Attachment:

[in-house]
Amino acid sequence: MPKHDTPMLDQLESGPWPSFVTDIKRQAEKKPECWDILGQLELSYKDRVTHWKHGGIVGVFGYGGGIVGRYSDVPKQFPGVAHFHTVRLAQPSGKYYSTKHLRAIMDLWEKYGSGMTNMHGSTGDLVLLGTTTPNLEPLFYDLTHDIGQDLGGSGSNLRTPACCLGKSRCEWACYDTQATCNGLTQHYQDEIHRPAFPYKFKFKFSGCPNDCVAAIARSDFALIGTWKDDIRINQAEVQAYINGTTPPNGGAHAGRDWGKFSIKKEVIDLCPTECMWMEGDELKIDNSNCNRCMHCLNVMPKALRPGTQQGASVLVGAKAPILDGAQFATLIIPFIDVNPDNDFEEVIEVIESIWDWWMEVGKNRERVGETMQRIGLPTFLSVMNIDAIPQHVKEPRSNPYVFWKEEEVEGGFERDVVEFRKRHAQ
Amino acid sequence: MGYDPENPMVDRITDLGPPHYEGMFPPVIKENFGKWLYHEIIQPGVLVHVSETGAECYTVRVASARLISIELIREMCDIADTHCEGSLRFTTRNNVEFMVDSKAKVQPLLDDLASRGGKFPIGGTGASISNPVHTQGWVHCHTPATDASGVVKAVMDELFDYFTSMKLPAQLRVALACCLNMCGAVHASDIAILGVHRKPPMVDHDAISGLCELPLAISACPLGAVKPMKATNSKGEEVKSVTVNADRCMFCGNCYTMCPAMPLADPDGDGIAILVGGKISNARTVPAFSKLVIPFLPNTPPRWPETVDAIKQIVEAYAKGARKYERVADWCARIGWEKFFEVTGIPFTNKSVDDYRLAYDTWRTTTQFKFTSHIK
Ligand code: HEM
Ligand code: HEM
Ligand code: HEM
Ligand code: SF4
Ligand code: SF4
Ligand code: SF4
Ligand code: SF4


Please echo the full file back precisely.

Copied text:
[in-house]
Amino acid sequence: MPKHDTPMLDQLESGPWPSFVTDIKRQAEKKPECWDILGQLELSYKDRVTHWKHGGIVGVFGYGGGIVGRYSDVPKQFPGVAHFHTVRLAQPSGKYYSTKHLRAIMDLWEKYGSGMTNMHGSTGDLVLLGTTTPNLEPLFYDLTHDIGQDLGGSGSNLRTPACCLGKSRCEWACYDTQATCNGLTQHYQDEIHRPAFPYKFKFKFSGCPNDCVAAIARSDFALIGTWKDDIRINQAEVQAYINGTTPPNGGAHAGRDWGKFSIKKEVIDLCPTECMWMEGDELKIDNSNCNRCMHCLNVMPKALRPGTQQGASVLVGAKAPILDGAQFATLIIPFIDVNPDNDFEEVIEVIESIWDWWMEVGKNRERVGETMQRIGLPTFLSVMNIDAIPQHVKEPRSNPYVFWKEEEVEGGFERDVVEFRKRHAQ
Amino acid sequence: MGYDPENPMVDRITDLGPPHYEGMFPPVIKENFGKWLYHEIIQPGVLVHVSETGAECYTVRVASARLISIELIREMCDIADTHCEGSLRFTTRNNVEFMVDSKAKVQPLLDDLASRGGKFPIGGTGASISNPVHTQGWVHCHTPATDASGVVKAVMDELFDYFTSMKLPAQLRVALACCLNMCGAVHASDIAILGVHRKPPMVDHDAISGLCELPLAISACPLGAVKPMKATNSKGEEVKSVTVNADRCMFCGNCYTMCPAMPLADPDGDGIAILVGGKISNARTVPAFSKLVIPFLPNTPPRWPETVDAIKQIVEAYAKGARKYERVADWCARIGWEKFFEVTGIPFTNKSVDDYRLAYDTWRTTTQFKFTSHIK
Ligand code: HEM
Ligand code: HEM
Ligand code: HEM
Ligand code: SF4
Ligand code: SF4
Ligand code: SF4
Ligand code: SF4